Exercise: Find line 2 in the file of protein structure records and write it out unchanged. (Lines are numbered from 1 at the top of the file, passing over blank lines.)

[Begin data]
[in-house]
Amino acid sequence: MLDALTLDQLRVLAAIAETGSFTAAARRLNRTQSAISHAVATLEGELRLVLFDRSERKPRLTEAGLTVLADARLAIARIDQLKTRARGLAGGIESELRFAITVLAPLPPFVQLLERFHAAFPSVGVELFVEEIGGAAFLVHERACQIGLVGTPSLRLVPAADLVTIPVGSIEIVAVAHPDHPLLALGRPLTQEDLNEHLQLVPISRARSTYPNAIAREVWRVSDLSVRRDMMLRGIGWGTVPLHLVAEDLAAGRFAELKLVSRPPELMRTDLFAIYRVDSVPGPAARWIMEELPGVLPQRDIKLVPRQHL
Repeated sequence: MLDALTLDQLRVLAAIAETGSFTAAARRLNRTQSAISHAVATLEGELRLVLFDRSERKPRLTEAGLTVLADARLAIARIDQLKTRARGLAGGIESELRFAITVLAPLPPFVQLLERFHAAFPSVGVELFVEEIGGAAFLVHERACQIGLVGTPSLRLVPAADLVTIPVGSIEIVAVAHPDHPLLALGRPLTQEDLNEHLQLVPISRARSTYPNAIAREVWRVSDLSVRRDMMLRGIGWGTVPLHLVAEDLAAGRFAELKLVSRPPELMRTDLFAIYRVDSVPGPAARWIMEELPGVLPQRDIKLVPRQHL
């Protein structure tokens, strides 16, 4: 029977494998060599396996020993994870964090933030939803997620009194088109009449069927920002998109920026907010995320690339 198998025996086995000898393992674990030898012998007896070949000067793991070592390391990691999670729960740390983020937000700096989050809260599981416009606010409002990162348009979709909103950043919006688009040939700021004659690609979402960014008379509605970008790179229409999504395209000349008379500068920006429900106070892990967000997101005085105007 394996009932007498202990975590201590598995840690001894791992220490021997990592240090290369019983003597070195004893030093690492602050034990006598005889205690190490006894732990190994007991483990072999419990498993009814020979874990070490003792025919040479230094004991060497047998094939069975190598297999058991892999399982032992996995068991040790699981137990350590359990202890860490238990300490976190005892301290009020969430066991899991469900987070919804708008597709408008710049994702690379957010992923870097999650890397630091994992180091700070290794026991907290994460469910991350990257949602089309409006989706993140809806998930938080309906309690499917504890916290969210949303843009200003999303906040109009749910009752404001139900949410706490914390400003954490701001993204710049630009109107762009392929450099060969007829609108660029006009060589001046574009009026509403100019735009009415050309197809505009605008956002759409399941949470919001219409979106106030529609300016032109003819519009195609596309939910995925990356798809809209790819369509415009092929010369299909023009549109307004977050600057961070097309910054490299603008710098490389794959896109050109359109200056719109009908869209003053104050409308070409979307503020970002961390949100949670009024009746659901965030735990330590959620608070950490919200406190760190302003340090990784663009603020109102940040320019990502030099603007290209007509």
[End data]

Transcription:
Amino acid sequence: MLDALTLDQLRVLAAIAETGSFTAAARRLNRTQSAISHAVATLEGELRLVLFDRSERKPRLTEAGLTVLADARLAIARIDQLKTRARGLAGGIESELRFAITVLAPLPPFVQLLERFHAAFPSVGVELFVEEIGGAAFLVHERACQIGLVGTPSLRLVPAADLVTIPVGSIEIVAVAHPDHPLLALGRPLTQEDLNEHLQLVPISRARSTYPNAIAREVWRVSDLSVRRDMMLRGIGWGTVPLHLVAEDLAAGRFAELKLVSRPPELMRTDLFAIYRVDSVPGPAARWIMEELPGVLPQRDIKLVPRQHL